Camp is for everyone

Posted: 2021-03-28 09:50:06 By: thebay

Paddling down a river or lake, portaging through the woods, finding a great spot and setting up camp with a group of one’s summer camp peers is the type of experience that kids never forget.

But more than simply making amazing memories and lifelong friendships, summer camp – especially sleepover camp – builds strong individuals with great character.

Unfortunately, not every family can afford the costs of overnight camp or high-end day camps, which leaves a large portion of Muskoka’s children out of the fold.

This is where the Children’s Foundation of Muskoka Toni Lynn Rizzuto Campership Fund can help. The fund was established three years by the Rizzuto family in honour of its namesake, who was a long-time friend and supporter of the foundation.

“In the first summer we sent 95 kids to camp,” says Dave Lyons, executive director of the Children’s Foundation of Muskoka. “The Rizzuto family continue to host a golf tournament at Muskoka Bay and the funds from that tournament are used to support the campership fund to send kids to camp.”

The Campership Fund saw 60 percent of the kids they helped go to day camps, with the other 40 percent attending overnight (or residential) camps during the first summer of the program.

“Last summer, obviously COVID cramped our style, but we still managed to send 40 kids to day camp,” explains Lyons. “This year with camps setting up and being able to work with better protocols, we’re hoping to send 100 kids to camp.”

A summer camp allows the kids to connect with fellow campers, and councillors, and develop relationships that can be incredibly meaningful. They can connect with the natural world in ways that aren’t available in other settings.

“It’s quite unique in a kids’ development, they can have a growth experience and a life experience that they can’t have in any other situation,” says Lyons. “It’s different from school, it’s different from a family vacation.”

Lyons says there is a misconception that just because kids live in Muskoka, they’re getting the full natural experience that these summer camps provide. He says that most kids who attend the “out-of-town” camps (or privately operated camps) are from outside of the area.

Lyons says while many Muskoka kids may go to different types of day camps offered by the communities they live in, there is something special about being at a sleepover camp setting.

“A summer camp is where you will see a kid paddling a canoe, setting up a tent, doing an activity in the forest that is a great teambuilding exercise,” he says. “You can’t take for granted that a kid growing up in town is going to have this experience.”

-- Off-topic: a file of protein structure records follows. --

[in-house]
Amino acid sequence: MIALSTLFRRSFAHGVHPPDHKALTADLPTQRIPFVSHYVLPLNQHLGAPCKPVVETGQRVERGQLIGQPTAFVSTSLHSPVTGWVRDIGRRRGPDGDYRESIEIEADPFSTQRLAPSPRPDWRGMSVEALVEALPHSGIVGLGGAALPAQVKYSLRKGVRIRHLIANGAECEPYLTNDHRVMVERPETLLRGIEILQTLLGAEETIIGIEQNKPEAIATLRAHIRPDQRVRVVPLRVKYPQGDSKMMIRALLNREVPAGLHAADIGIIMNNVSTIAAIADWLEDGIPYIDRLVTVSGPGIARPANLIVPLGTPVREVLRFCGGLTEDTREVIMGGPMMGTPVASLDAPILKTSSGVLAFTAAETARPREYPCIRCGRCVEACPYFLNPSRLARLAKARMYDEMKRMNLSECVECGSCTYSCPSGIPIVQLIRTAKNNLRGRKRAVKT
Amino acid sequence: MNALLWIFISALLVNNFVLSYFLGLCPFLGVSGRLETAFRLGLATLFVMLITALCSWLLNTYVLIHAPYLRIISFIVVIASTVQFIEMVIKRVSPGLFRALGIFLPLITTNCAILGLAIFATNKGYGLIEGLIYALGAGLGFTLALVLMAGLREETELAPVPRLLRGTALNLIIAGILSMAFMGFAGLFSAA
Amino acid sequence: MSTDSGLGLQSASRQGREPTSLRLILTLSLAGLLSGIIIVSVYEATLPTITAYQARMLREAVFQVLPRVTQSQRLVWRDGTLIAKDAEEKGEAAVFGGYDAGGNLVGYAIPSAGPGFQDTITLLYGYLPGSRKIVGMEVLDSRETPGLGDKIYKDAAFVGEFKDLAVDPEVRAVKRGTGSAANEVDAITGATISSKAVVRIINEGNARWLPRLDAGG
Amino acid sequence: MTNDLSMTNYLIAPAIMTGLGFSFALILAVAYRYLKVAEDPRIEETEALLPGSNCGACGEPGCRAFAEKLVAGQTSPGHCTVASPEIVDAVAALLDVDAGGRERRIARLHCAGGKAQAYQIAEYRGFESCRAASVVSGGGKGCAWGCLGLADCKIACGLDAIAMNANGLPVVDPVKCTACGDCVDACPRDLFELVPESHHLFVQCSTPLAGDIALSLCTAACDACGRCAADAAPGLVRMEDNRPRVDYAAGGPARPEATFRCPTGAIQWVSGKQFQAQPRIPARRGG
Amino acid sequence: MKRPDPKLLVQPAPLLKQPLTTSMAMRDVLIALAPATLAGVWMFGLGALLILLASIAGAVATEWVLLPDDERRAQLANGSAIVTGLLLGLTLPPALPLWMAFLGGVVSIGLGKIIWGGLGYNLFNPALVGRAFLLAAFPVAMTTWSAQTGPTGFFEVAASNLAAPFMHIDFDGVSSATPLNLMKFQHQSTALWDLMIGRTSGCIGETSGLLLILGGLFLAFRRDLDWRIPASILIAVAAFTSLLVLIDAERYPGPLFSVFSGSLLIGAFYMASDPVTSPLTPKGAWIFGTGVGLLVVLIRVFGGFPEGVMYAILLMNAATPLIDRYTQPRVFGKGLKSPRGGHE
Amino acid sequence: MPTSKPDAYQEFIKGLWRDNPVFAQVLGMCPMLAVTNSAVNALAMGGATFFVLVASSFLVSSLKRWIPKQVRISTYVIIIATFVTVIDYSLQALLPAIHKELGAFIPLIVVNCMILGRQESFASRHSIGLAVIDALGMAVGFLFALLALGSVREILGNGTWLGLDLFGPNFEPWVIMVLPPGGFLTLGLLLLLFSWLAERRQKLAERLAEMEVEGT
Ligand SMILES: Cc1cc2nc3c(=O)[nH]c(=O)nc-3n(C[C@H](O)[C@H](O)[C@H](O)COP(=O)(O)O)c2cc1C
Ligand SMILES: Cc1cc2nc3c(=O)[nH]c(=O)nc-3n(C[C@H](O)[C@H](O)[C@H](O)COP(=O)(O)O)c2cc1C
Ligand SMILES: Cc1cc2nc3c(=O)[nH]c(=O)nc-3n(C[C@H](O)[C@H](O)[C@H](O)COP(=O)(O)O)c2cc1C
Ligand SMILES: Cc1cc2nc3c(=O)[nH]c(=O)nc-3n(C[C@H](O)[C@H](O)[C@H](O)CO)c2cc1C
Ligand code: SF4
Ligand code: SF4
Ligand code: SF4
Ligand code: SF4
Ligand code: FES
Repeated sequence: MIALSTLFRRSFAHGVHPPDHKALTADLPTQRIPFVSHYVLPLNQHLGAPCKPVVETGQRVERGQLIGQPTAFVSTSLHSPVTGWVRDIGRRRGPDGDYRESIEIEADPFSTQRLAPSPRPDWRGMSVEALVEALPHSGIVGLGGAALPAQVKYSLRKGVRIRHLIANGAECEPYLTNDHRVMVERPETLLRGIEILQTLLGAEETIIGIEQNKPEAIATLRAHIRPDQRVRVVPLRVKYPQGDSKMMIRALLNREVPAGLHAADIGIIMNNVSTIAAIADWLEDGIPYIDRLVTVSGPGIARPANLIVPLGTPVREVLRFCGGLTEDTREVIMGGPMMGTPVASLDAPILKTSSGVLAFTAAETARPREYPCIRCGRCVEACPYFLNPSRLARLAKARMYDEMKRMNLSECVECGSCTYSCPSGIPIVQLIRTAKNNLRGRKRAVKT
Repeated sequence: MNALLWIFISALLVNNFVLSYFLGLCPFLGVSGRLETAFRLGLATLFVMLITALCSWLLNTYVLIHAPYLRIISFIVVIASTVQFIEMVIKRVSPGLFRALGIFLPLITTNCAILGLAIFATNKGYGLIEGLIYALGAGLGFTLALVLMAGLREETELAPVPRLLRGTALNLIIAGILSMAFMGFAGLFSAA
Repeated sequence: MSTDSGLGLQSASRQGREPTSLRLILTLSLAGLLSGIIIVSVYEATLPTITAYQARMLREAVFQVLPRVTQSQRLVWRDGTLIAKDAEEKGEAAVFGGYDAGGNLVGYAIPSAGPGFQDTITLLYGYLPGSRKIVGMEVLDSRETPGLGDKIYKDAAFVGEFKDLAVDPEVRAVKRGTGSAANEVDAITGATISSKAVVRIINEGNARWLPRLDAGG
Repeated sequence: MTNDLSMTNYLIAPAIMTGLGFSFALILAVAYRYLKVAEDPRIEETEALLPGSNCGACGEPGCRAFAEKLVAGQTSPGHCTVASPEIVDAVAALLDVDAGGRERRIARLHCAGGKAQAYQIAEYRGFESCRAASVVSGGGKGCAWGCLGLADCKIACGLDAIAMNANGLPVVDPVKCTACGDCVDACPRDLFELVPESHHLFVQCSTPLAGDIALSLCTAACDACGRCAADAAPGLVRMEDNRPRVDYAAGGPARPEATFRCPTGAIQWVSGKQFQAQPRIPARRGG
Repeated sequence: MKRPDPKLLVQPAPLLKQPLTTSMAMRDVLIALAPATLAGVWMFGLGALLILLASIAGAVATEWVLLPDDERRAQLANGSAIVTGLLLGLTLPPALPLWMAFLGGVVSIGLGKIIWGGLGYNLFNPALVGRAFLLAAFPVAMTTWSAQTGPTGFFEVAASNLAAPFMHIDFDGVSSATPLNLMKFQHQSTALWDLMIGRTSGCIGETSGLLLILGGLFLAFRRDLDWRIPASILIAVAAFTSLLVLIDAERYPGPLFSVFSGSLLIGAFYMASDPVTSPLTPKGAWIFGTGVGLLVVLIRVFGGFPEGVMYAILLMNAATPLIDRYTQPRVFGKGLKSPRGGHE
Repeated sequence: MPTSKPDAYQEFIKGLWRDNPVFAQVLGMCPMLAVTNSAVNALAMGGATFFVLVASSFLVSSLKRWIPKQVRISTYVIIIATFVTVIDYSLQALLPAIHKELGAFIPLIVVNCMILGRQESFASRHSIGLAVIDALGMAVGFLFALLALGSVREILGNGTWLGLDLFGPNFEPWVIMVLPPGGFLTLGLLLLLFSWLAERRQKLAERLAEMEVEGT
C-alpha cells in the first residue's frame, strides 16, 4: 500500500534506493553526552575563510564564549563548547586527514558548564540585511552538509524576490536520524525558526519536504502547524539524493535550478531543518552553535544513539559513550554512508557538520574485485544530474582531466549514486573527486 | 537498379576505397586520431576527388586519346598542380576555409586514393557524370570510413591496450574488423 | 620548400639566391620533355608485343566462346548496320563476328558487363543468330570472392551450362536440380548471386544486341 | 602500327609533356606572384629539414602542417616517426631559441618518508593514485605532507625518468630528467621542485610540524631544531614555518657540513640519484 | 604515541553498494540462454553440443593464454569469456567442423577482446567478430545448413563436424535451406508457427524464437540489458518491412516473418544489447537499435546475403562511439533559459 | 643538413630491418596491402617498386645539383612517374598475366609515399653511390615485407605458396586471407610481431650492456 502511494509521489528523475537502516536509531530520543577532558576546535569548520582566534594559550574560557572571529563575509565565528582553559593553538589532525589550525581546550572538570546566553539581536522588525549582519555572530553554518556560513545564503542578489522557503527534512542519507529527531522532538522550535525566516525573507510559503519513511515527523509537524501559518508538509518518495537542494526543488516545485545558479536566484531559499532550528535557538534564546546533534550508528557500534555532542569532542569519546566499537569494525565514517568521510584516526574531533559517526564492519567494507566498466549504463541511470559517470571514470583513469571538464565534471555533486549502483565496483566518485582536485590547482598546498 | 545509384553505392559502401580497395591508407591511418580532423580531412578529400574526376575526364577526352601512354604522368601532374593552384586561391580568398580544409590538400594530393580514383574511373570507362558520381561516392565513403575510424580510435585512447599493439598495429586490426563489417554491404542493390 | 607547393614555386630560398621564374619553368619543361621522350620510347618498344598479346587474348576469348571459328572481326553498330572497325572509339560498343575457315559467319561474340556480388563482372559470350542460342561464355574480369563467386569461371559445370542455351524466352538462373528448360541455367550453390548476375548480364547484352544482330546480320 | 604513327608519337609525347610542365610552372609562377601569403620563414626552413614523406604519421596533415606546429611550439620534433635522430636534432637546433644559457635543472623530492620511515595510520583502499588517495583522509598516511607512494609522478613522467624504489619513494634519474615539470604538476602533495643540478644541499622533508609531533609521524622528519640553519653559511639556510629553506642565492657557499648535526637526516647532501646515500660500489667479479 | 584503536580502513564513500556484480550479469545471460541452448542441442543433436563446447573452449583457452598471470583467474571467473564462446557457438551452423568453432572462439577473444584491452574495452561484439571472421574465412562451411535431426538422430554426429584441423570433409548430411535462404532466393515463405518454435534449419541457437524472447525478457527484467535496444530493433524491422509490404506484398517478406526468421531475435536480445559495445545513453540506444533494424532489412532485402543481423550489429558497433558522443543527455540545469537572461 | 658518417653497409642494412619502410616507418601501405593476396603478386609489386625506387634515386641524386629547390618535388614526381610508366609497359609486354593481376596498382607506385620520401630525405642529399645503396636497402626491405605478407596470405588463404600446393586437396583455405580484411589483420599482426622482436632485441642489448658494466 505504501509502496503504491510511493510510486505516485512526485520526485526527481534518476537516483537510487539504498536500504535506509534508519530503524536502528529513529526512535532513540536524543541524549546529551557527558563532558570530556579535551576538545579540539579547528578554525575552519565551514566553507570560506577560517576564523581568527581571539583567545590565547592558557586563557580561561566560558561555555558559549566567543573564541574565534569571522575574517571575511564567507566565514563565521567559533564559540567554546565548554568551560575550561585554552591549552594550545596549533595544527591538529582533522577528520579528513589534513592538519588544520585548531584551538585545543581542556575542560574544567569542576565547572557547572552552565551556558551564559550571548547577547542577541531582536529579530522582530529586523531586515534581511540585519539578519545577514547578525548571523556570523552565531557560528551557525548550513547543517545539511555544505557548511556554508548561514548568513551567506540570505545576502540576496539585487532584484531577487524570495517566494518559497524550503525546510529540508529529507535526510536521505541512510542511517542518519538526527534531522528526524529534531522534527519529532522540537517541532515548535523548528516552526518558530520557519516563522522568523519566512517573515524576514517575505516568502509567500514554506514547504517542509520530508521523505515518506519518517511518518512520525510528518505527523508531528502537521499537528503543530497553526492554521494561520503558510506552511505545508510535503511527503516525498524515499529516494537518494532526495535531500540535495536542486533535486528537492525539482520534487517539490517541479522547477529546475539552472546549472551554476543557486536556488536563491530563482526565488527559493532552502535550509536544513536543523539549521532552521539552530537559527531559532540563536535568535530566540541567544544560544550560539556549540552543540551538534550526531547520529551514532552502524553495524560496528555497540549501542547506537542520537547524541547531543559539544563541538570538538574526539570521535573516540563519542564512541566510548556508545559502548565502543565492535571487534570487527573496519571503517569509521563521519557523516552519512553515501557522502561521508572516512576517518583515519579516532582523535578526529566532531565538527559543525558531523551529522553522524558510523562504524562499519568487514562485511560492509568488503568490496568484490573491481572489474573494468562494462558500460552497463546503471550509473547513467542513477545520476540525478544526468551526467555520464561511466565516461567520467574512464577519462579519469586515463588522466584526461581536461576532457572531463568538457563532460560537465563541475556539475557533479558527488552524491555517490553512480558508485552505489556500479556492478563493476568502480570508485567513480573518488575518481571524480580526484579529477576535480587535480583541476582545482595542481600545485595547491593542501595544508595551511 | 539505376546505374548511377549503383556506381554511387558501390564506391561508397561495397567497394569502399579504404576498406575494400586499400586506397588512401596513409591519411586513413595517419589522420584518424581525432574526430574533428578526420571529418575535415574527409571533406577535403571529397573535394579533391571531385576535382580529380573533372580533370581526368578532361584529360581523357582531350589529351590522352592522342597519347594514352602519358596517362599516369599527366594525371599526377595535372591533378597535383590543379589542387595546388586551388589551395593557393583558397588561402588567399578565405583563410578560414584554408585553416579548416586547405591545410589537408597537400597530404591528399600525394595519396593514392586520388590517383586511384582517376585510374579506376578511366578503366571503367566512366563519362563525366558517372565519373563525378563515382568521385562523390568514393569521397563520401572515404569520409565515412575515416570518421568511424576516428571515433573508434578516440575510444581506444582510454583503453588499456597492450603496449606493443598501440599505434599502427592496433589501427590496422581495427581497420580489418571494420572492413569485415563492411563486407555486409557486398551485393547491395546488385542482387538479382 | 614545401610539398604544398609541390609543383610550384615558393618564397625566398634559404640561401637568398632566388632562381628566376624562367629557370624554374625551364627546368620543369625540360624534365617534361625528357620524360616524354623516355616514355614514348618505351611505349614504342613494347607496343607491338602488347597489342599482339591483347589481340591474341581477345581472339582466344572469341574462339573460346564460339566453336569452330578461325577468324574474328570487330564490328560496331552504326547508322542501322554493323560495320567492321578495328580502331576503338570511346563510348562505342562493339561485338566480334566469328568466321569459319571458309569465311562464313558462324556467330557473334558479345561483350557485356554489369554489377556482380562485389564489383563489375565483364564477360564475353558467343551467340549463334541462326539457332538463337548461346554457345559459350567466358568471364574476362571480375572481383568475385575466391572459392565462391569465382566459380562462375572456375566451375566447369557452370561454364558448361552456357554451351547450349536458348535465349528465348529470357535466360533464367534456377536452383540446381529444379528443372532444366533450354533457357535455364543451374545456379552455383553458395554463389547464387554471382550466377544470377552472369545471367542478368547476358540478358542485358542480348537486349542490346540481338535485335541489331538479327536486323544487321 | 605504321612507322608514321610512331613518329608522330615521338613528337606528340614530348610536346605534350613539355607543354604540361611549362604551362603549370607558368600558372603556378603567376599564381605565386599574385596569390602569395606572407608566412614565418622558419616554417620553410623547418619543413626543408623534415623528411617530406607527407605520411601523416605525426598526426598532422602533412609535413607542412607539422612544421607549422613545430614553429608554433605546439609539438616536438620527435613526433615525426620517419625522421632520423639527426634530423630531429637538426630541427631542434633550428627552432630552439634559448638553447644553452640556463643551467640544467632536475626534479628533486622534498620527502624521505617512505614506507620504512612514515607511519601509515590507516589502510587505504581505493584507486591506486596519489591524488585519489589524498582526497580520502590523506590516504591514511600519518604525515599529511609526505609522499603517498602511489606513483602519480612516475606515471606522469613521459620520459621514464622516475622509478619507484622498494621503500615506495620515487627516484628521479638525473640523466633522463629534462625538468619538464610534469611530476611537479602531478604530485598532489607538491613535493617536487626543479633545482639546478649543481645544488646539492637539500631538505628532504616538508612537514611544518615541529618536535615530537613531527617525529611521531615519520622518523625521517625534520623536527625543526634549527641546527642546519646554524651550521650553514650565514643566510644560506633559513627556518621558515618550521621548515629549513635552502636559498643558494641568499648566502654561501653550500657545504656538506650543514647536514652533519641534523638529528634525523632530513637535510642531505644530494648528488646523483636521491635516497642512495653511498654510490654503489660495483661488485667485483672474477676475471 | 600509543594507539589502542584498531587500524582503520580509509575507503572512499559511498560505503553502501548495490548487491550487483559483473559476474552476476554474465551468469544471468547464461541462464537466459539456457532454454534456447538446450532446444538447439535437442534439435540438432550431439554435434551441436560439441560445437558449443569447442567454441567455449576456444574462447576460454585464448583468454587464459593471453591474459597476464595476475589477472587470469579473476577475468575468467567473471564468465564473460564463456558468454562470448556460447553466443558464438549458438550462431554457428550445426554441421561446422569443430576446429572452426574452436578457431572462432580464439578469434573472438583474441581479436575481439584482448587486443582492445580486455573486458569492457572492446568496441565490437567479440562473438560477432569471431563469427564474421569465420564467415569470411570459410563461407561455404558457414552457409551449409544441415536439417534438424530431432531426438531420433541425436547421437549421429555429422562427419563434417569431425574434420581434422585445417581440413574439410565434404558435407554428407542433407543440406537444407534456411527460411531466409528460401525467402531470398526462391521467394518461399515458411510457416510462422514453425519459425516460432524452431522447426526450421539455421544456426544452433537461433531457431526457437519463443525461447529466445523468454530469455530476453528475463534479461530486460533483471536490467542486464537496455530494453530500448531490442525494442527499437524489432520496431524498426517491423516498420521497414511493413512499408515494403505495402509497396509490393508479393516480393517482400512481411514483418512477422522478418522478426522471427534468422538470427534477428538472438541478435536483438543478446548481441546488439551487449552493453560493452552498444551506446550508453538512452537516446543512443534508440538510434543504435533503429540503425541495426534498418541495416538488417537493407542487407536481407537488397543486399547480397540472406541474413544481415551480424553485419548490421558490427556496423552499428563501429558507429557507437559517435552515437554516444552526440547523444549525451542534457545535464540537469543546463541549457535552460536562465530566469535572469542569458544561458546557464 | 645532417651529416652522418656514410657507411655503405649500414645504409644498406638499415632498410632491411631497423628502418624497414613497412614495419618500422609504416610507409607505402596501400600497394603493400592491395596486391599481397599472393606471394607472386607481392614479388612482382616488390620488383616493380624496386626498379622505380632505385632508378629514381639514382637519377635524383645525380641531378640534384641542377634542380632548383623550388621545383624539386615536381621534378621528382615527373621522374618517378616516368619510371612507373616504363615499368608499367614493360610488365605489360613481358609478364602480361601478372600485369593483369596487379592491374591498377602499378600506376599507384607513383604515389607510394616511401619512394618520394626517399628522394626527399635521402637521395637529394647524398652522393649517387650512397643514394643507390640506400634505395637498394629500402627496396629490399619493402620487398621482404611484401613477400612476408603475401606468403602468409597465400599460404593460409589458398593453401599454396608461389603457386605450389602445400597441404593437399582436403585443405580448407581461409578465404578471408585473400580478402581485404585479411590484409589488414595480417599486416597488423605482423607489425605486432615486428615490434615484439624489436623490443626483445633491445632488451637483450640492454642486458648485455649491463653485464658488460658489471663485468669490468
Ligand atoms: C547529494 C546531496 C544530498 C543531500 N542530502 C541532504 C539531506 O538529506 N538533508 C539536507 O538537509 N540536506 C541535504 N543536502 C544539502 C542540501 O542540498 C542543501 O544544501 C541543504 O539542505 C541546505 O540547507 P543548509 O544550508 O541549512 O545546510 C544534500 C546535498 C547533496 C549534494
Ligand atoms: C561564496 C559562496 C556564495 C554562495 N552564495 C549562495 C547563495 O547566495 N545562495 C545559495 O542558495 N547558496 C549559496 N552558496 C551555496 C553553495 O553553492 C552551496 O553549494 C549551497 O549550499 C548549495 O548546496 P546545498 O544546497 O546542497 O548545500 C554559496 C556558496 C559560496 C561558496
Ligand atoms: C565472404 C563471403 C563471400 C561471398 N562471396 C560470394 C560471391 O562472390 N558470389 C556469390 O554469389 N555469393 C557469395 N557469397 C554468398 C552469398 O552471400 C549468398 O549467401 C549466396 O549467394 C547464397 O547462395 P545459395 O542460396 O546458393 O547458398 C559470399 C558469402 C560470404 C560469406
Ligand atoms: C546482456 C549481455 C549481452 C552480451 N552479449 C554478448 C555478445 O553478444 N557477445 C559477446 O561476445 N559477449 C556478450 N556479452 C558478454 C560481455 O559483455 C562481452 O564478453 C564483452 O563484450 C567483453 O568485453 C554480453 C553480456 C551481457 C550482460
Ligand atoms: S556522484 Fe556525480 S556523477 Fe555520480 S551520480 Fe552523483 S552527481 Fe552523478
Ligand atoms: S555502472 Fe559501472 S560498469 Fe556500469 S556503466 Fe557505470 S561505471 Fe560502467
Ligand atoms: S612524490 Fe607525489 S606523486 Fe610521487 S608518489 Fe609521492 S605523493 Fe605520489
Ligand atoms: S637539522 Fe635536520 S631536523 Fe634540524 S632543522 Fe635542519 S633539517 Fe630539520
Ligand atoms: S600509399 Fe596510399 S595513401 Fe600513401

It’s a matter of access says Lyons. It could be a matter of economic or social barriers that prevent families from sending their kids to camp. 

Those who may apply for the Summer Camp Fund program are full-time Muskoka residence with an annual household income below $60,000 and are a full-time resident of Muskoka. 

“There are some significant poverty issues in our towns,” says Lyons. “One in six kids is living in poverty. Some family incomes are based on seasonal employment, which means unemployment is coming, and you don’t have extra funds for these types of activities.”

The Campership Fund tries to help on the economic side as much as possible and provide kids the opportunity to enjoy the powerful experience and developmental growth that summer camp provides.

Studies are beginning to show that summer camps of these nature help boost self-esteem, social skills, motor skills and overall development in children.

Lyons says they are also hoping to find some more donors and sponsors from the community – be it the business world or just private citizens wanting to help. The more funds that are donated on a consistent basis will provide sustainability to the program. 

For more information on the program, to donate funds, or to put in an application for your child, visit: or send Lyons an email at

“We just can’t assume that because we live in Muskoka every kid is going to be out in the forest, paddling canoes and have these amazing natural world adventures,” explains Lyons. “We’re going to keep plugging away and doing our best to find the kids that need us.”


By Chris Occhiuzzi, for


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